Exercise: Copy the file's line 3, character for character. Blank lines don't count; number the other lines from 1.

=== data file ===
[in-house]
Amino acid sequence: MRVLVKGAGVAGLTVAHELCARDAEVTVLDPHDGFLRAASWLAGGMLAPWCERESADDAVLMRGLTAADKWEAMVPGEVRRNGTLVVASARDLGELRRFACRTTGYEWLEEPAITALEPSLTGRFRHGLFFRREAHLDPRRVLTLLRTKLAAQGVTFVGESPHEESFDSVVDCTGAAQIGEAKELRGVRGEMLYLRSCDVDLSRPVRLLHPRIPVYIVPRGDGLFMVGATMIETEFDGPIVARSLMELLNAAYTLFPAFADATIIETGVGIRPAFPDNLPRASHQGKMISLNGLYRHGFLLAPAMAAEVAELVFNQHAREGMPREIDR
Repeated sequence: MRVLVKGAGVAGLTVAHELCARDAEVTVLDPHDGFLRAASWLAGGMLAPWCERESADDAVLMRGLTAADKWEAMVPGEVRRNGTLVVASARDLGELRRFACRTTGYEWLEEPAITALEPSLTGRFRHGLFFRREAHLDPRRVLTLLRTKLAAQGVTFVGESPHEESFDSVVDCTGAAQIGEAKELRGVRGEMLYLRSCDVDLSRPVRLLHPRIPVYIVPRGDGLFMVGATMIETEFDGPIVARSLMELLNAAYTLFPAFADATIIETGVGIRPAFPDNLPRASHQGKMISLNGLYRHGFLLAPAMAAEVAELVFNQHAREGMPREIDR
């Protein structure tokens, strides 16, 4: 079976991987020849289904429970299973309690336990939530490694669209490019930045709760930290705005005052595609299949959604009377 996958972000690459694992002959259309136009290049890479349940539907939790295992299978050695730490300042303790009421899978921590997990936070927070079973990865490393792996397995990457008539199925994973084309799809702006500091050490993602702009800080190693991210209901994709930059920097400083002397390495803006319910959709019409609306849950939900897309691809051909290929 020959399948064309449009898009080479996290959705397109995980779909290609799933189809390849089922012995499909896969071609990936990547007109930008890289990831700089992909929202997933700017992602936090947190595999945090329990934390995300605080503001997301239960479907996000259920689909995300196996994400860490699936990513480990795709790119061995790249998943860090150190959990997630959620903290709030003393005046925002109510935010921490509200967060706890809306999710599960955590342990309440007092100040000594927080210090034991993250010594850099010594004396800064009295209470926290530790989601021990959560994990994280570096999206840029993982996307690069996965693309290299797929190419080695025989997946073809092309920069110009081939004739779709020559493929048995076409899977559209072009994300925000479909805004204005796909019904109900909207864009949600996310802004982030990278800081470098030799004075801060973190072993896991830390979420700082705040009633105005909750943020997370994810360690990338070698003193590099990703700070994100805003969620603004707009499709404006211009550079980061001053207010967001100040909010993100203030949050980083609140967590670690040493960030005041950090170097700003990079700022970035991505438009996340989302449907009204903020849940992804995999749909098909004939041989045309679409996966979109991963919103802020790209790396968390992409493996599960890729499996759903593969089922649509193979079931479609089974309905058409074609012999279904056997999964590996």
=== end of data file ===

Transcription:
Repeated sequence: MRVLVKGAGVAGLTVAHELCARDAEVTVLDPHDGFLRAASWLAGGMLAPWCERESADDAVLMRGLTAADKWEAMVPGEVRRNGTLVVASARDLGELRRFACRTTGYEWLEEPAITALEPSLTGRFRHGLFFRREAHLDPRRVLTLLRTKLAAQGVTFVGESPHEESFDSVVDCTGAAQIGEAKELRGVRGEMLYLRSCDVDLSRPVRLLHPRIPVYIVPRGDGLFMVGATMIETEFDGPIVARSLMELLNAAYTLFPAFADATIIETGVGIRPAFPDNLPRASHQGKMISLNGLYRHGFLLAPAMAAEVAELVFNQHAREGMPREIDR